40 Fed.Reg. 20023 (1975) (proposed order); 40 Fed.Reg. 23438 (1975) (final order)
40 Fed.Reg. 20023-20025 (1975)
See generally, Ippolito & Masson, supra note 9, at 41-44; Babb, Banker & Nelson, Price Relations Among Federal Milk Orders, J. App. 595; Report to the Secretary of Agriculture by the Federal Milk Order Study Committee 23-24 (1962), J. App. 598-599
See, e. g., Friendship Dairies, Inc. v. Butz, 432 F.Supp. 508, 510 (E.D.N.Y.), aff'd, 573 F.2d 1290 (2d Cir. 1977); Ippolito & Masson, supra note 9, at 41
See 40 Fed.Reg. 20024 (1975); authorities cited supra note 29
40 Fed.Reg. 20024 (1975)
40 Fed.Reg. 20023 (1975) (proposed order); 7 C.F.R. § 1126.52(a)(1) (1979)
Schepps Dairy, Inc., supra note 2, at 10, J. App. 506
Id. at 5, J. App. 501
40 Fed.Reg. 20024-20025 (1975)
Id. at 20024
7 U.S.C. § 608c(16)(B) (1976)
See 40 Fed.Reg. 20036 (1975); Marketing Assistance Program, Inc. v. Butz, C.A. No. 76-419 (D.D.C. June 29, 1976) (memorandum), aff'd sub nom. Marketing Assistance Program, Inc. v. Bergland, 183 U.S.App.D.C. 357, 562 F.2d 1305 (1977)
40 Fed.Reg. 20036 (1975)
Id. See note 85 infra
7 U.S.C. § 608c(5)(A) (1976)
7 U.S.C. § 608c(5)(B) (1976)
E. g., Zuber v. Allen, supra note 10; Brannan v. Stark, supra note 17
E. g., Fairmont Foods Co. v. Hardin, supra note 24; Blair v. Freeman, supra note 26. See also Borden, Inc. v. Butz, 544 F.2d 312 (7th Cir. 1976)
Fairmont Foods Co. v. Hardin, supra note 24, 143 U.S.App.D.C. at 45, 442 F.2d at 767
See text supra at note 35
See 40 Fed.Reg. 20029 (1975)
This the Secretary took pains to explain:
Contrary to the exceptor's contentions, price uniformity for all handlers in a market does not contemplate a "precise" alignment of prices (or, in effect, raw milk costs) at different locations based on actual hauling costs. In fact, this is something that simply cannot be achieved. The cost of transporting milk differs from hauler to hauler (as well as between bulk milk and packaged milk if recognition were to be given, as desired by the exceptor, to packaged milk movements). Any reflection of hauling rates in an order could be no more than a reflection of the average hauling rate being experienced by all handlers in the market. This in itself precludes any precise price alignment for individual handlers. Also, it is not possible to establish a price structure under which each plant's Class I price is lower, and at the same transportation rate, than the price at every other plant in the market. Such an arrangement is administratively unworkable in that it would require multiple Class I prices at each plant location.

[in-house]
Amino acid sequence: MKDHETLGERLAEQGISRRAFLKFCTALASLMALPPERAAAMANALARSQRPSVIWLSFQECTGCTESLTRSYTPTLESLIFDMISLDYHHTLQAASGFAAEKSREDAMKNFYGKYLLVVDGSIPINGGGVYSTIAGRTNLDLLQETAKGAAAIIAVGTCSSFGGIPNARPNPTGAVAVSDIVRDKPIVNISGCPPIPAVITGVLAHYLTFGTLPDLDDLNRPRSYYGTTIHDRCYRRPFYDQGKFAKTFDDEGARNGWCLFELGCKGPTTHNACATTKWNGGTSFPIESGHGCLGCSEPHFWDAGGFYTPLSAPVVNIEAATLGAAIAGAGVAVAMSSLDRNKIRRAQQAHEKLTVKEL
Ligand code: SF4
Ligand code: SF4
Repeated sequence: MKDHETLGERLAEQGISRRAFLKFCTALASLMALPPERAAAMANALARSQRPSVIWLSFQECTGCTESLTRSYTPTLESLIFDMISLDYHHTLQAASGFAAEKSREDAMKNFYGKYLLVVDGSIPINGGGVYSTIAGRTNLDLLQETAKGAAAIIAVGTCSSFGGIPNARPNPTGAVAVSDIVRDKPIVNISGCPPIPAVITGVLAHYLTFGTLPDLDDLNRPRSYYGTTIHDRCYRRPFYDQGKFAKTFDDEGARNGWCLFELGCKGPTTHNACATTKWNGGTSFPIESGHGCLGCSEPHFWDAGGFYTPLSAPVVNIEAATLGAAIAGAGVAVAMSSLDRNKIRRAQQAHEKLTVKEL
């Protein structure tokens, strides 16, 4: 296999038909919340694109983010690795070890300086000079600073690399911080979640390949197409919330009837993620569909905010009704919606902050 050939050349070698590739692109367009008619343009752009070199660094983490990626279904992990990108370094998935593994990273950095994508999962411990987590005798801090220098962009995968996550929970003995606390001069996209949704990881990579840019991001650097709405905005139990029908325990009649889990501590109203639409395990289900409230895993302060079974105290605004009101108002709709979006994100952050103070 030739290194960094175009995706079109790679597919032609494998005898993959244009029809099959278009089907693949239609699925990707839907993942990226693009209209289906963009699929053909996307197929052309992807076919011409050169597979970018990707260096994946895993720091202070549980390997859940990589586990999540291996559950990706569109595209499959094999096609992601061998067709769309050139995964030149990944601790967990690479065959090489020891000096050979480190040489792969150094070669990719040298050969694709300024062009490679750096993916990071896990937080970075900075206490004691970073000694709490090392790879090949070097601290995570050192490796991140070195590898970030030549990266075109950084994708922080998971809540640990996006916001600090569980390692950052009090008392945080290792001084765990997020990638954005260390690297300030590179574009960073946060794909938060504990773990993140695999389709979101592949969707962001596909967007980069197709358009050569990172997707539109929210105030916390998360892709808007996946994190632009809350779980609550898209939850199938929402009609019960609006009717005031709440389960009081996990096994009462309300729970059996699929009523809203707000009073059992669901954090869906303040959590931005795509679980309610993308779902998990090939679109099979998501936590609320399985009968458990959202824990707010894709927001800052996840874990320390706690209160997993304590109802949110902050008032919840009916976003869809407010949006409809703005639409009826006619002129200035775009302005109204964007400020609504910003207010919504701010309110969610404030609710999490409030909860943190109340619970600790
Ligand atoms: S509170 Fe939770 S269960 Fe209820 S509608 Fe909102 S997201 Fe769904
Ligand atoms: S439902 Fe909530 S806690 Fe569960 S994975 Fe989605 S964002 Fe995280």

A handler may distribute milk in any area he chooses. Should he decide to sell milk in an area where handlers have a lower cost, he must assume any competitive risks involved. It would be uneconomic to have the order provide a handler with cost comparability at any location at which he may choose to distribute milk.
Id. at 20025.
See text supra at note 44
Cf. Burgess Constr. Co. v. M. Morrin & Son Co., 526 F.2d 108, 113 (10th Cir. 1975), cert. denied, 429 U.S. 866, 97 S.Ct. 176, 50 L.Ed.2d 146 (1976)
S.Rep.No.1011, 74th Cong., 1st Sess. 10 (1935); H.R.Rep.No.1241, 74th Cong., 1st Sess. 9-10 (1935)
7 U.S.C. § 608c(4) (1976)
7 U.S.C. § 602(1) (1976); H.R.Rep.No.952, 74th Cong., 1st Sess. 1 (1935) ("(t)he primary objective set forth in the declaration of policy in the Agricultural Adjustment Act is to secure parity prices for farm products through balancing production with consumption")
7 U.S.C. §§ 602(2), 608c(18) (1976)
7 U.S.C. § 602(4) (1976); H.R.Rep.No.2664, 83d Cong., 2d Sess. 19 (1954); United States v. Rock Royal Coop., Inc., supra note 13, 307 U.S. at 572, 59 S.Ct. at 1012, 83 L.Ed. at 1469 (the regulations were "designed . . . to foster, protect and encourage interstate commerce by smoothing out the difficulties of the surplus and cut-throat competition which burdened this marketing" of milk); Dairylea Coop., Inc. v. Butz, supra note 20, 504 F.2d at 84
7 U.S.C. § 608c(18) (1976)
40 Fed.Reg. 20024 (1975)
This assuredly would be the case if the increased costs of Houston handlers were passed on to consumers of their milk
40 Fed.Reg. 20034 (1975)
In its principal brief in this court, Schepps frames the location-adjustment issue as a matter purely of law. Brief for Appellant at 4, 18-19. In its reply brief, however, Schepps questions the sufficiency of the record evidence supporting the Secretary's decision on the location adjustment. Reply Brief for Appellant at 8-11. Assuming arguendo that despite Schepps' tardiness this issue should be considered, Schepps' position is wholly unacceptable. See Schepps Dairy, Inc., supra note 2, at 9-26, J. App. 505-522